Interim injunctions
Interim injunctions

The following IP guidance note provides comprehensive and up to date legal information covering:

  • Interim injunctions
  • At a glance
  • Procedure and hearing

An interim injunction is a temporal remedy that is issued by a court at an early stage of legal proceedings. An interim injunction may require a party to do a specific act (a mandatory injunction) or to refrain from a specific act (a prohibitory injunction).

This practice note summarises the key principles that underlie the application and the grant of interim injunctions.

At a glance

The Courts’ power to issue interim injunctions is provided under statute; see for instance the Senior Courts Act 1981 and the County Courts Act 1984. The applicable procedural requirements are dealt with under CPR Part 25. Interim injunctions, like other injunctive relief, may be awarded only where it appears to be 'just and convenient' to do so.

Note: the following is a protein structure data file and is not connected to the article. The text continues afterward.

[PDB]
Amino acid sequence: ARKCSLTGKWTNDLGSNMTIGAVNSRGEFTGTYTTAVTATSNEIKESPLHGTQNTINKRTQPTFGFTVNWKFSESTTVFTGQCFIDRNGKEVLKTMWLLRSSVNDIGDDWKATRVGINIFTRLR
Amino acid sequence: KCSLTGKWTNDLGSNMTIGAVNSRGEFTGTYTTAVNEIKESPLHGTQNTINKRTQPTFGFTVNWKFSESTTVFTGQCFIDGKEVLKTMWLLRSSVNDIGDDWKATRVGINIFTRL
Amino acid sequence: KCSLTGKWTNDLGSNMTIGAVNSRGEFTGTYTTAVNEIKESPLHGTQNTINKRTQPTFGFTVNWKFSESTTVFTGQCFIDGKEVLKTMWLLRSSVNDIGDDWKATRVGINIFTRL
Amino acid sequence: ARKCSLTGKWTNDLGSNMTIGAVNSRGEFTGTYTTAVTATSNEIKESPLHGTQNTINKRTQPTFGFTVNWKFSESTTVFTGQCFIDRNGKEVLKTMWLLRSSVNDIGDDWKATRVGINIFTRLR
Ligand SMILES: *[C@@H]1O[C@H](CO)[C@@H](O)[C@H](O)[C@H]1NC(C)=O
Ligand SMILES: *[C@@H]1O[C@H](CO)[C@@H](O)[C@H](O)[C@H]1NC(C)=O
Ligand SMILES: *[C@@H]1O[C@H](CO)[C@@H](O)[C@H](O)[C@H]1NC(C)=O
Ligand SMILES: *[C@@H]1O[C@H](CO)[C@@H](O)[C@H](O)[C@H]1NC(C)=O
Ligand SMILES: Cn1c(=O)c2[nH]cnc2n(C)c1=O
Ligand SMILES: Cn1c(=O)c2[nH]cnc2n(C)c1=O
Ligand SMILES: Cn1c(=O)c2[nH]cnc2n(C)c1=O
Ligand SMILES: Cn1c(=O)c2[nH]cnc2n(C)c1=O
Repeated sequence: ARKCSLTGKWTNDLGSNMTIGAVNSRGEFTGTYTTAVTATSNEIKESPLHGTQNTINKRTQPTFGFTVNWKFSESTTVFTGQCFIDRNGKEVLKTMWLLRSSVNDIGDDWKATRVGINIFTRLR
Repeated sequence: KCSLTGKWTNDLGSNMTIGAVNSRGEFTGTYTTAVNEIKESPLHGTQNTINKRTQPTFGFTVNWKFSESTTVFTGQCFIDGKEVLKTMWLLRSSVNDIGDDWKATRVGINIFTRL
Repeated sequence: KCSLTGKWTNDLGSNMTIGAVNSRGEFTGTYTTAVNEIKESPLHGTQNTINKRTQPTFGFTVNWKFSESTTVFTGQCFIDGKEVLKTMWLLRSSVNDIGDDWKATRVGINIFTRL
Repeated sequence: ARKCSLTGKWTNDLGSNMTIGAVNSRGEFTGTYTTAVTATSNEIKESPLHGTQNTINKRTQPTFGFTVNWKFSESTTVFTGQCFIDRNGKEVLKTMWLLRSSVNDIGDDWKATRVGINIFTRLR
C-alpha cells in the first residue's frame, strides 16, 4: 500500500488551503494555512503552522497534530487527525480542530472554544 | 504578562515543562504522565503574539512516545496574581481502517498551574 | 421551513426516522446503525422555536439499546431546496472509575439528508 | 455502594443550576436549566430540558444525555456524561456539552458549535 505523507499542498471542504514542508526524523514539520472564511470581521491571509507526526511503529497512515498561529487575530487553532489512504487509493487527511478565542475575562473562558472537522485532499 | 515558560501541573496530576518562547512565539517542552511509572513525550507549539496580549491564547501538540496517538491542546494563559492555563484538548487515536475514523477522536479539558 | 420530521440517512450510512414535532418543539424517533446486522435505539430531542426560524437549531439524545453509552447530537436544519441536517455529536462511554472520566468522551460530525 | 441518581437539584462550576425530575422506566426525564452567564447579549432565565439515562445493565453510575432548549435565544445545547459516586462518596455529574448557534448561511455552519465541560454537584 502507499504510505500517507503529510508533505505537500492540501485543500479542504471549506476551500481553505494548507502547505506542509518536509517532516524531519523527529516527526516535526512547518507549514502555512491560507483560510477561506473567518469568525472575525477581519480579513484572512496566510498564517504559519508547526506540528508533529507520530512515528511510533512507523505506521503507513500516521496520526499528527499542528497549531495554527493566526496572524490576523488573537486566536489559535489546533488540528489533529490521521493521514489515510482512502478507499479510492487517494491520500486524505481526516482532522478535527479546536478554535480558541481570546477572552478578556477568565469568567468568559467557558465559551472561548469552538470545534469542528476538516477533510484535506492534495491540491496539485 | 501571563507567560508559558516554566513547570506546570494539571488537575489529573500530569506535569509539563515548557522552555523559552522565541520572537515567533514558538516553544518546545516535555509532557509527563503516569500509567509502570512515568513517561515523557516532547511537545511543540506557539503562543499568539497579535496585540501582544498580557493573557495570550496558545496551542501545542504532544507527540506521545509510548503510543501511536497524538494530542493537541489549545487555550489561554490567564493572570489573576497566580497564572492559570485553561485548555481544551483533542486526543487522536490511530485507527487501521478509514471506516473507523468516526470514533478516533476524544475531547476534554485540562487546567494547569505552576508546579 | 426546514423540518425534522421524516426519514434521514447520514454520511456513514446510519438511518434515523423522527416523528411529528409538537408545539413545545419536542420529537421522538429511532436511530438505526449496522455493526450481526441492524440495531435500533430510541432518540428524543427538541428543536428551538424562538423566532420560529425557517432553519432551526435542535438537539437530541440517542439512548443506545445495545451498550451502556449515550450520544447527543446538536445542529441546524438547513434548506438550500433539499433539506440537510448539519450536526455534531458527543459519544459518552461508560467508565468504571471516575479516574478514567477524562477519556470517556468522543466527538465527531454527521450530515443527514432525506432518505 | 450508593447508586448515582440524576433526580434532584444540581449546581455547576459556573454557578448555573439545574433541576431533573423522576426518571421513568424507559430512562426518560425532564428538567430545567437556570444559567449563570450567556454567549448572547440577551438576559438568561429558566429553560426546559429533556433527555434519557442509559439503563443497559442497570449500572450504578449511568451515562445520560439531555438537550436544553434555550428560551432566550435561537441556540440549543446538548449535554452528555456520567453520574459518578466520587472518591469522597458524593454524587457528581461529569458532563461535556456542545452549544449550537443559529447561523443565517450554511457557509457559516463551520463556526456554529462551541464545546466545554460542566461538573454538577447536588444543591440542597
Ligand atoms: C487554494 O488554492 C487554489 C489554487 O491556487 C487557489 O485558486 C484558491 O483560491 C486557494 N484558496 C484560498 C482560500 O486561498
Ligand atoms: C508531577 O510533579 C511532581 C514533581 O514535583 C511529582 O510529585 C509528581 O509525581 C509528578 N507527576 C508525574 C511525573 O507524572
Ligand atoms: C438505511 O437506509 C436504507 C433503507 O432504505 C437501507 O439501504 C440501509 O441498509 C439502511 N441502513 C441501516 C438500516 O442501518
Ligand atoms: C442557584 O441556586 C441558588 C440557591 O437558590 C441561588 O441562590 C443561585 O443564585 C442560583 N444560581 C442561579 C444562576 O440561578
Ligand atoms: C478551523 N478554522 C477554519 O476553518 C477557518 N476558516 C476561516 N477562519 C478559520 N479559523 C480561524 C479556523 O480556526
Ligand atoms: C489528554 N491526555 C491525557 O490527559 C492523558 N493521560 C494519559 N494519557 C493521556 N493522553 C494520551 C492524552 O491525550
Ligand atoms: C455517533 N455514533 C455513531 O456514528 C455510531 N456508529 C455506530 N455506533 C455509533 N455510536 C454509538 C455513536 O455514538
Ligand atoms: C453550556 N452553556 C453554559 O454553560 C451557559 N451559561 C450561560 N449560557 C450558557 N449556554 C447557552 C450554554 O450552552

The House of Lords’ decision in American Cyanamid v Ethicon Ltd provides the most authoritative dicta on the key principles that underlie the grant of interim injunctions. American Cyanamid requires the applicant to demonstrate that:

  1. there is a serious question to be tried

  2. damages at trial will not be an adequate remedy, and

  3. the balance of convenience is in favour of granting the injunction

There may also be special factors that guide the grant of interim injunction in specific cases, especially where, as in many trade mark and passing off cases, the interim injunction usually disposes of the action.

Serious question